BBC Scotland and various talking heads have spent time this week examining Scottish education and discussing how funding might be found to close what has become known as ‘the attainment gap’ ; it has been fairly well documented that children attending schools in better off areas generally are more successful than those in deprived communities. There is wide agreement that funding needs to be better utilised across the system.
One area where there are apparently no financial constraints is in the remuneration of college and university principals. There was a time when such people saw themselves as academic and curricular leaders and were happy to be paid a little more than other staff to compensate for their additional, administrative responsibilities. Over the last thirty years , however, a new thrusting breed has emerged who have adopted a familiar, capitalist model for pay awards, regarding themselves as captains of the education industry and entitled to the same rewards as their equivalents in the private sector.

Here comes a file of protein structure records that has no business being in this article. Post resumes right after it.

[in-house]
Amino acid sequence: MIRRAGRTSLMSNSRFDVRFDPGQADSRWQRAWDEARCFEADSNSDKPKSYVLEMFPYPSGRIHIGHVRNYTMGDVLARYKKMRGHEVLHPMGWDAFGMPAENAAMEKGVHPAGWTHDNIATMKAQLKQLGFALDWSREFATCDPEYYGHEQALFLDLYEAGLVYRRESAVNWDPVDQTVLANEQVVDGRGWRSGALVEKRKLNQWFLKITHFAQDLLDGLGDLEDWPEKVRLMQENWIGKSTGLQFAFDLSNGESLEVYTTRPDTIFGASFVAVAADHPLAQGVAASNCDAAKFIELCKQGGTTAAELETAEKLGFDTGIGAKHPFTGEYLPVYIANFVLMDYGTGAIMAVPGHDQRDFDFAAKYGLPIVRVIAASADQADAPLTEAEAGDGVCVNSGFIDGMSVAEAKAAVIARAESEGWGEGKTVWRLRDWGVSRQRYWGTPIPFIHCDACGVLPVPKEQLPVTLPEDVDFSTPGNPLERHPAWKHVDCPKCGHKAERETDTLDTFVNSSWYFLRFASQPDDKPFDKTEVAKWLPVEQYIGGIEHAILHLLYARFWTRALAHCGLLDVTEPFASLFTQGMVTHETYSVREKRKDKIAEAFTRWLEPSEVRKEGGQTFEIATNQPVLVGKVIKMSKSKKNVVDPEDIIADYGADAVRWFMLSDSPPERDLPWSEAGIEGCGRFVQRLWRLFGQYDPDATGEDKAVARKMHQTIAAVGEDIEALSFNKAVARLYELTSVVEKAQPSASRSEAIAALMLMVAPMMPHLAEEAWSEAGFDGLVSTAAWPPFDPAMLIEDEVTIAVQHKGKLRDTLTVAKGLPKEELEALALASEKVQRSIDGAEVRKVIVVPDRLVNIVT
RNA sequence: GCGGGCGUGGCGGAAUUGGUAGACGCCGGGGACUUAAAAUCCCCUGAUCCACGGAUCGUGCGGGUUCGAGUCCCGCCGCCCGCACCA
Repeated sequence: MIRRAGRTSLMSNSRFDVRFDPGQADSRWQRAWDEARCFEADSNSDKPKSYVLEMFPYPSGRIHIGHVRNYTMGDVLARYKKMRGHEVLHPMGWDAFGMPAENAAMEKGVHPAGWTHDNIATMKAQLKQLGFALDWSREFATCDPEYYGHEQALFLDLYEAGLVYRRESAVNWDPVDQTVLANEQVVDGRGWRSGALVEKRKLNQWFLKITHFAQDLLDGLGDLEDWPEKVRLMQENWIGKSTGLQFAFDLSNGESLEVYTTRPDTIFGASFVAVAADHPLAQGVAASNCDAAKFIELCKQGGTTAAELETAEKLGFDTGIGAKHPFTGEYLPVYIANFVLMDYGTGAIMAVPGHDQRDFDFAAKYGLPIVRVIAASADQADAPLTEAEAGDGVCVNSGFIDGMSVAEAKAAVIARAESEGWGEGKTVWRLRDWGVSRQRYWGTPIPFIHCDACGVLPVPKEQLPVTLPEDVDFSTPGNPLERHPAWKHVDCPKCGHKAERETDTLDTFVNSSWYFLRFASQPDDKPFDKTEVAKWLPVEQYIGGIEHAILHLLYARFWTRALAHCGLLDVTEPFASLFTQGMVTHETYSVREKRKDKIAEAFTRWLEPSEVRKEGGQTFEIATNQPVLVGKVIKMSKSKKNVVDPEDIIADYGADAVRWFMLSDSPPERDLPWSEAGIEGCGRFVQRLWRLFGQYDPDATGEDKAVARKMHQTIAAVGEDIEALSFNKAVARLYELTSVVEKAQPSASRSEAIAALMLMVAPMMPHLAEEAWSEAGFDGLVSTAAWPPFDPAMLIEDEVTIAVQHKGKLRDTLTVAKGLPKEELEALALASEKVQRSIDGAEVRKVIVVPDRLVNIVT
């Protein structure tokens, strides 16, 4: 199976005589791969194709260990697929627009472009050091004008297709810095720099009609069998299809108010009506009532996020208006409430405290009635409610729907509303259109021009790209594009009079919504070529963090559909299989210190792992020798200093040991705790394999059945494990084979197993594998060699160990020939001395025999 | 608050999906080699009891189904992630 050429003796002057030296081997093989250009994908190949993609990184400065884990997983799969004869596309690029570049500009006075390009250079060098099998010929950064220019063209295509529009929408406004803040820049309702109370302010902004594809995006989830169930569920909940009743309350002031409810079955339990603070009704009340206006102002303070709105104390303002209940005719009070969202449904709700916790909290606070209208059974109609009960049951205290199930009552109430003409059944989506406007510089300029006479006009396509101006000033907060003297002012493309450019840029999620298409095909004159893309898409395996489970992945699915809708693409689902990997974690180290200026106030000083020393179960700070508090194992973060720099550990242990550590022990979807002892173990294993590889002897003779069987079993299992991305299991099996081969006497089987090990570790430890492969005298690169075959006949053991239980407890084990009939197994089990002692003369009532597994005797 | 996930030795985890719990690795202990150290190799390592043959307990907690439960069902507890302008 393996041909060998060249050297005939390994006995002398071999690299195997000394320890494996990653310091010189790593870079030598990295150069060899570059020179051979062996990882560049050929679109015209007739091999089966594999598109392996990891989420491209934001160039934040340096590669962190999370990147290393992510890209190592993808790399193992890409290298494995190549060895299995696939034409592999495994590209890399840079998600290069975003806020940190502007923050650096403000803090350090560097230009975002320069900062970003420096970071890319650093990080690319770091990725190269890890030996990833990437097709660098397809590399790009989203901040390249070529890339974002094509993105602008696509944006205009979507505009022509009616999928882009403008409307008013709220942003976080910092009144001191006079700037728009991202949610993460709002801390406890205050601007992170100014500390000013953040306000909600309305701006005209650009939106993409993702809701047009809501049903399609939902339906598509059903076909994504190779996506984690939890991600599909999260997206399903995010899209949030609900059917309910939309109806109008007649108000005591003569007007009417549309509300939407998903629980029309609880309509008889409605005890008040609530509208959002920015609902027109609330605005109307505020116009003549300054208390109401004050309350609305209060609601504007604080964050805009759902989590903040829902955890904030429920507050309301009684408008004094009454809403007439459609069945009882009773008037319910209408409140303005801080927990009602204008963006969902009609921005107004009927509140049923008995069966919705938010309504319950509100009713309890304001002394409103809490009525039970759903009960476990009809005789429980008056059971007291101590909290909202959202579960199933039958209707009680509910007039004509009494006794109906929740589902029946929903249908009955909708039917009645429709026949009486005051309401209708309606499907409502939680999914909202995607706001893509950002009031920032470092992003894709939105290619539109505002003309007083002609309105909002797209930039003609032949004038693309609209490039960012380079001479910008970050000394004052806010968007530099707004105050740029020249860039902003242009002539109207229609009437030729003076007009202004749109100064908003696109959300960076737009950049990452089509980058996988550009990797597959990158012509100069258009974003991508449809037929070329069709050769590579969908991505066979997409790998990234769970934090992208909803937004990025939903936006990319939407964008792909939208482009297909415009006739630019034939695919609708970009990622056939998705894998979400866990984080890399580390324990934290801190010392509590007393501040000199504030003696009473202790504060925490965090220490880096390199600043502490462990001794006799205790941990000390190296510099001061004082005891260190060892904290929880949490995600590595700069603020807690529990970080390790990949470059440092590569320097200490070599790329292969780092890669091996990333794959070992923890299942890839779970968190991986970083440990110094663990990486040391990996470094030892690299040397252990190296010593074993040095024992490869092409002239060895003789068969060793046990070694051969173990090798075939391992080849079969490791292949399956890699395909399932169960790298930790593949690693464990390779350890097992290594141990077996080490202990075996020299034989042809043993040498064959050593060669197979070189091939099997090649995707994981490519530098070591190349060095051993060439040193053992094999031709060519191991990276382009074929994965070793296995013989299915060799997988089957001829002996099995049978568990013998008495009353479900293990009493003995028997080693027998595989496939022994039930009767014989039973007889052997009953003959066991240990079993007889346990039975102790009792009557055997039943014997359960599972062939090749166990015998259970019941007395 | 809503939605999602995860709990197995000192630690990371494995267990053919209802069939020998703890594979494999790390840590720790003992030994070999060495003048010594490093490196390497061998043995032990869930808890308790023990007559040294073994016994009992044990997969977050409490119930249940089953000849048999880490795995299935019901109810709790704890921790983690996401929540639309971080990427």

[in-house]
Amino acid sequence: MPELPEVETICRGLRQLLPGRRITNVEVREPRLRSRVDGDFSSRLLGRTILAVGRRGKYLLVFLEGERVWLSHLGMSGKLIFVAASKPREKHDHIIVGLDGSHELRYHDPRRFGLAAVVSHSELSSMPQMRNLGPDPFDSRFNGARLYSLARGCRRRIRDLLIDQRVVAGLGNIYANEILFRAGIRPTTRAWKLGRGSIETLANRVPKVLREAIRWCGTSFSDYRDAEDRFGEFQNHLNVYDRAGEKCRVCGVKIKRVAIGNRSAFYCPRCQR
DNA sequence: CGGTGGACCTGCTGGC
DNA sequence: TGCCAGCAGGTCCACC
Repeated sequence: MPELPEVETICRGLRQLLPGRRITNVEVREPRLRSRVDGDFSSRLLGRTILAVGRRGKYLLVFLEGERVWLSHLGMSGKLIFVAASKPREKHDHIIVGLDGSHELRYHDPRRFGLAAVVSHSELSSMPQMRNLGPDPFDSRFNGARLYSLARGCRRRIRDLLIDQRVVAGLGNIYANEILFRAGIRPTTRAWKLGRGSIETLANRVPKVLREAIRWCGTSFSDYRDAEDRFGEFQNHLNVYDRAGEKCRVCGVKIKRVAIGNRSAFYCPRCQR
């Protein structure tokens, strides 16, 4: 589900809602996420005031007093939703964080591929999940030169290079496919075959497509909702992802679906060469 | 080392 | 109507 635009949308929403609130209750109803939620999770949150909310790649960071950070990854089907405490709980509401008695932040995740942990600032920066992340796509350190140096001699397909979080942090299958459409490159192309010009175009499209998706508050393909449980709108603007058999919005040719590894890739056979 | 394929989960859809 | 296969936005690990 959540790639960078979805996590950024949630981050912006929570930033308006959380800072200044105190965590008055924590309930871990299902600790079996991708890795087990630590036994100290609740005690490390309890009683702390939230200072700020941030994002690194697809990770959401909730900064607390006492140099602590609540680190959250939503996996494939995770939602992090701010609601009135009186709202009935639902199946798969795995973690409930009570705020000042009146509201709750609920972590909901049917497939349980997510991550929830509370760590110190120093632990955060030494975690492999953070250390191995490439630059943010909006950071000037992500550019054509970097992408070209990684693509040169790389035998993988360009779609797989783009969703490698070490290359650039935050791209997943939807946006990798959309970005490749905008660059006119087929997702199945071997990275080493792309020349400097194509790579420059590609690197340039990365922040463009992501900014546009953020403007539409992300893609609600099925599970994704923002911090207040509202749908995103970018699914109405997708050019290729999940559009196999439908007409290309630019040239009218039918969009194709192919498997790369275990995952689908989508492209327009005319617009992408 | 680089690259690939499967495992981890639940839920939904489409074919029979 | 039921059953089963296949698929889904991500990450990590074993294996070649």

Professor Louise Richardson is now Vice Chancellor of Oxford University. In 2014, she was head of St Andrews University and received a salary of £225 000; lest this might cause her hardship, she received a one-off bonus of £30 000 and about £10 000 in other benefits. In the same year, Professor Sir Jim MacDonald of Strathclyde University had to make do with £334 000. Last year several colleges in Scotland merged; The former head of Coatbridge College, John Doyle , received a pay-off of £304 000 – that’s £175000 more than official guidelines. It provoked such a storm that he was summoned to appear before a Holyrood committee to explain the circumstances of that astonishing deal. Despite an appeal from the Committee and the First Minister, Mr Doyle has adamantly refused to return any of the money.
Many college and university lecturers are given only part time contracts; those on permanent status are paid between £30 000 to £50 000; professors earn about £70 000. Those at the top justify their inordinate greed by trotting out the same line as the FTSE companies – you have to pay top dollar to get the best. There is very little public accountability for these enormous salaries which are awarded by intensely secretive remuneration committees. Their actions are almost entirely arbitrary.
Surely it is time for full public scrutiny of pay awards to management in our third level institutions.